We Need to Talk About Ageing

A book review by Diane Lyons

We’re all getting older and yet ageing is a topic that’s rarely spoken about. Difficult conversations are swept under the “it’ll be fine” rug and rarely revisited.

Clinical psychologist Melissa Levi has delivered a book that covers the three trajectories of ageing – successful ageing, normal ageing, and compromised ageing. She provides information on what to expect as you age, what ‘normal’ looks like, and how to identify some of the symptoms of common medical and psychiatric conditions. More importantly, she explains what actions you can take and how to find help.

With a blend of personal anecdotes, scientific insights, and societal observations, she delves into the complexities of growing older and shines a light on the beauty and challenges that come with ageing.

Levi’s writing is engaging and relatable, making it accessible to a broad readership. She tackles the subject of ageing with a delicate touch and a refreshing perspective that challenges preconceived notions and societal stigmas surrounding getting older. Throughout the book, she shares her own experiences and observations and invites readers to join her on a journey of self-discovery and empathy.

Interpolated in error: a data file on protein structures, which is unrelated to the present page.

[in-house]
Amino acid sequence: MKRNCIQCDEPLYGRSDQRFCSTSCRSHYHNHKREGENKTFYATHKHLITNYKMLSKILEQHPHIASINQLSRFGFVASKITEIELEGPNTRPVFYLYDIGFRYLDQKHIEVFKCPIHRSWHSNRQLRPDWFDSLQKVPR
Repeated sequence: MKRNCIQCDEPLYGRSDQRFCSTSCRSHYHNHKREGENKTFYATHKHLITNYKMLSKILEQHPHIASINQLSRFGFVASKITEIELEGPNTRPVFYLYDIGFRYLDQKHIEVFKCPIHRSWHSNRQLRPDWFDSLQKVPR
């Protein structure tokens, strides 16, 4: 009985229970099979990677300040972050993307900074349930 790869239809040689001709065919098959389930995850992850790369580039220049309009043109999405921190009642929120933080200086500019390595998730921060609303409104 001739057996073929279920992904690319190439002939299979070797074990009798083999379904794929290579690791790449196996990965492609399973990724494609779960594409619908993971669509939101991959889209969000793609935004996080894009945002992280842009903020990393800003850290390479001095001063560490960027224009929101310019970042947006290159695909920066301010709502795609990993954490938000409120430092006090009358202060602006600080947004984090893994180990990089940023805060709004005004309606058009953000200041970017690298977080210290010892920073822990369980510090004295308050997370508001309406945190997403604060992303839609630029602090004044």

One of the book’s strengths lies in its ability to combine scientific research with personal narratives. Levi weaves together stories from her own life and those of the people she’s encountered with data-driven insights about ageing. This includes the interplay between genetics, lifestyle choices, and environmental factors that contribute to the ageing process.

Having a ‘fly on the wall’ perspective while Levi’s clients are applying her suggestions for managing a condition is particularly helpful.

Levi’s book also explores the emotional and psychological aspects of growing older. She discusses the loneliness, fears, and vulnerabilities that many individuals face as they age. Offering solutions and advice for both older individuals and their loved ones, she encourages readers to have open and honest conversations about ageing.

Readers are also directed to Levi’s website which has some downloadable resources. These include a behaviour monitoring form, questions to prompt a discussion with your ageing loved one about future roles in their care and a GP interview checklist.

In “We Need to Talk about ageing”, Melissa Levi offers a refreshing and compassionate perspective on the ageing journey and inspires readers to engage in meaningful dialogues about this essential life phase.

It’s a valuable resource for individuals of all ages and reminds us that we’re all on this ageing journey together so we should, indeed, be talking about it.